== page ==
Defence key to breaking Aussie duck

The Cheetahs’ claiming of a first-ever Australian scalp will require a remarkable improvement on defence.

The central franchise are yet to record a win in Australia, and in all 13 Australasian tour matches have only managed one solitary victory. They scored that win in their first visit to Australasia back in 1997 where they thrashed the Highlanders 49-18.

That was 12 long years ago. Granted, the Cheetahs are only heading into their fifth season as an independent franchise, but since 2006 they have returned from three tours without a win. Should they fail to start well in Perth this Friday, it could be the start of yet another slippery slide towards yet another joyless sojourn.

Naka Drotske has made two changes to the side that lost to the Lions last weekend. Jongi Nokwe is unavailable due to injury but Bjorn Basson has been axed after an ordinary defensive display in Johannesburg. The Cheetahs will be further disrupted by Corne Uys ‘s concussion. Piet van Zyl will plug the midfield gap, but it doesn’t help to settle a side that are desperate for a win.

The Cheetahs have struggled defensively in recent years, especially in the midfield area and out wide. Saturday was a clear example where the opposition were afforded too much space in the wider channels. The Lions loose forwards set their targets off the set-pieces in order to suck in defenders, and their backs found it all to easy to breach the gain line.

Drotske’s charges front the Force on Friday, a team packed with smart steppers and robust back-rowers. It goes without saying that Matt Giteau is the danger man. Although the Force lost to the Blues last week, Giteau produced a few moments of magic where he either jinked his way past a would-be tackler or produced an impossible offload to ensure the attacking move never lost momentum. To say the Cheetahs need to cut down his space is a massive understatement.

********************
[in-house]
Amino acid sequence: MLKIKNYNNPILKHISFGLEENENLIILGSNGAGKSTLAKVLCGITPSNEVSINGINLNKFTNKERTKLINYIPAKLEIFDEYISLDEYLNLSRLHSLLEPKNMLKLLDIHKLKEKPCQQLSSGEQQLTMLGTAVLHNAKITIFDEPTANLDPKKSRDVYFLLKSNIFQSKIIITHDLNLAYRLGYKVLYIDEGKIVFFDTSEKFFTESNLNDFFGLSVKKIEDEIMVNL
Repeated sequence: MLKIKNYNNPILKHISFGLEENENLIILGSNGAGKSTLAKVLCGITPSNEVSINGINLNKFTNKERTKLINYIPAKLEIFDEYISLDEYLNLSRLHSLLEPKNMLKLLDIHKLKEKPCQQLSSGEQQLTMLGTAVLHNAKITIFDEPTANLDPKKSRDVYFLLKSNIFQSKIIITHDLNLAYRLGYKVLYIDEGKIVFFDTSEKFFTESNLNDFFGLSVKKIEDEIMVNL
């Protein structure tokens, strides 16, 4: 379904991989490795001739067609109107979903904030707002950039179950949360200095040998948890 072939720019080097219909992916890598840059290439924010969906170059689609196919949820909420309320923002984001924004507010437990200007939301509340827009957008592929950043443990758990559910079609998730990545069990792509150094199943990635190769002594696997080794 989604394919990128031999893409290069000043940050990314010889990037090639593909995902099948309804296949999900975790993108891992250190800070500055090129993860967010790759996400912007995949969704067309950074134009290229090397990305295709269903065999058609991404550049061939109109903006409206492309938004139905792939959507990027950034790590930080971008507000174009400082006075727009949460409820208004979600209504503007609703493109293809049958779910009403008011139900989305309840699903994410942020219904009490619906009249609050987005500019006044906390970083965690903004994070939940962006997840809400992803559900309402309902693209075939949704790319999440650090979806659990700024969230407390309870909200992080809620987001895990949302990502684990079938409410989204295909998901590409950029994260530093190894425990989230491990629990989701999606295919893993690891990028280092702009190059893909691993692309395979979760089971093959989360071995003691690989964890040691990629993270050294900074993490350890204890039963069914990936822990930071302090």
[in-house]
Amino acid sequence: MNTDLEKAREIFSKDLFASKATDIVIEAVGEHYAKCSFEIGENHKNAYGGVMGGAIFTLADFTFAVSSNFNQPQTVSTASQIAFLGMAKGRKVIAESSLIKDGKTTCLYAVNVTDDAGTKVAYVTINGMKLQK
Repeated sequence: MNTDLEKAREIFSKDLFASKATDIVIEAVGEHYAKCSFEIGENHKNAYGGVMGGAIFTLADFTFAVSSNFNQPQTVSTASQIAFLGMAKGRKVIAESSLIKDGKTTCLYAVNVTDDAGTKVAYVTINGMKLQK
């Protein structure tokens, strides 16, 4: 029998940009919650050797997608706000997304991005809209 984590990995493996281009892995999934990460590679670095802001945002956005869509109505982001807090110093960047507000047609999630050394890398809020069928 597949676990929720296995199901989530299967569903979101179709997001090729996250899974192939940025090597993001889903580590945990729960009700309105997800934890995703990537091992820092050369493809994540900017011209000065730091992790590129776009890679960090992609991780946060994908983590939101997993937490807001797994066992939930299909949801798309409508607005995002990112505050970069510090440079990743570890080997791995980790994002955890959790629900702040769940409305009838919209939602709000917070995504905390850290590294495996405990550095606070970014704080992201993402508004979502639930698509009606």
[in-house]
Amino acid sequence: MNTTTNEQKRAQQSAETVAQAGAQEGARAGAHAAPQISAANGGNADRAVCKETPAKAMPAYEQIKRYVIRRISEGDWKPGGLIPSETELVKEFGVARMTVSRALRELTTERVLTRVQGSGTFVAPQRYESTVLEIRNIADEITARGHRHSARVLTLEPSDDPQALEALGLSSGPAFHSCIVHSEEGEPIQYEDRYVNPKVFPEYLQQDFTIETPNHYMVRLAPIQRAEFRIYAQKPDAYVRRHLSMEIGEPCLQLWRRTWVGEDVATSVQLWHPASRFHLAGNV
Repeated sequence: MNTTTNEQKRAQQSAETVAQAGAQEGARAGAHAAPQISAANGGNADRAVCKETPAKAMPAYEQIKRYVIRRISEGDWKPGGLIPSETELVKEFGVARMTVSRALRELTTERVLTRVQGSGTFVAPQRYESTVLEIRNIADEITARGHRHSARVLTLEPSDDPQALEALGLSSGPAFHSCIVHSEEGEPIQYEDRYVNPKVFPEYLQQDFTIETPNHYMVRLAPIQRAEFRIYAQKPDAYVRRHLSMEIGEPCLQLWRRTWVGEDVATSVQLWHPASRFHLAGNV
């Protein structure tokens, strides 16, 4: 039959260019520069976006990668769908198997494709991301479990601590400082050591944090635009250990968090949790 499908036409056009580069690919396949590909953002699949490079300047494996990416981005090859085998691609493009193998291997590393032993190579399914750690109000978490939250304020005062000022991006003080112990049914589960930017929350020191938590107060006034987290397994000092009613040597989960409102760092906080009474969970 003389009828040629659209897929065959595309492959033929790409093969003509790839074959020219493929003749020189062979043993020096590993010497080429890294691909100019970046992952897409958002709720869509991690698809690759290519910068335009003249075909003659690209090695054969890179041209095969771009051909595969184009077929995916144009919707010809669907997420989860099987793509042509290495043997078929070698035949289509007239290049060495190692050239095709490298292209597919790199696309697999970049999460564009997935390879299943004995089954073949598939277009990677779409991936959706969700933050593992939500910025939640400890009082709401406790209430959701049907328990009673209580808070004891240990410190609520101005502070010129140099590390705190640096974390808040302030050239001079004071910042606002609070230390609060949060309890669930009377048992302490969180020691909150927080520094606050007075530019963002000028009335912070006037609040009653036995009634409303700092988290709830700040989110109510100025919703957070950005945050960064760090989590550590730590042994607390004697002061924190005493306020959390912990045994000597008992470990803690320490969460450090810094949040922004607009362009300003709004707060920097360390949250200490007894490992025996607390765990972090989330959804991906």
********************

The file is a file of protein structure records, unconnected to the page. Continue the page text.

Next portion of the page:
The new combination of Jacques-Louis Potgieter and Piet van Zyl are up against two more Wallabies in James O’ Connor and Ryan Cross. Cross is a known threat and the 18-year-old O’Connor has acquried a big reputation in a short space of time.

While the kid has shown his talent on attack, the Cheetahs would be foolish not to apply the pressure in his channel in order to exploit his inexperience. Giteau is no slouch on defence, but together with O’Connor the Force 10-12 channel is short on kilos. Expect the likes of Juan Smith and Frans Viljoen to bullock up that alley at the Subiaco Oval. Whether the Cheetahs can finish after obtaining that kind of platform is another story.

They missed winger Jongi Nokwe’s brilliance last week, but Fabian Juries is not the worst replacement. While Basson was found out on defence, he also didn’t offer much on attack. Juries, on the other hand, was prominent in two of the Cheetahs’ tries and will ask questions of the Force defence this Friday.

But for the Cheetahs, it all comes back to their own defensive effort. As seen in 2008, a strong attack is quickly nullified by a weak defence. Drotske and company will remember the Blues match last year where the Cheetahs scored four tries but conceded 50 points

The Cheetahs have an easier start to their tour in that they play the two bottom-rated Australian sides before heading to New Zealand. However, failure in Perth and Brisbane on a defensive level will serve as a precursor to another winless tour for the men in orange.

By Jon Cardinelli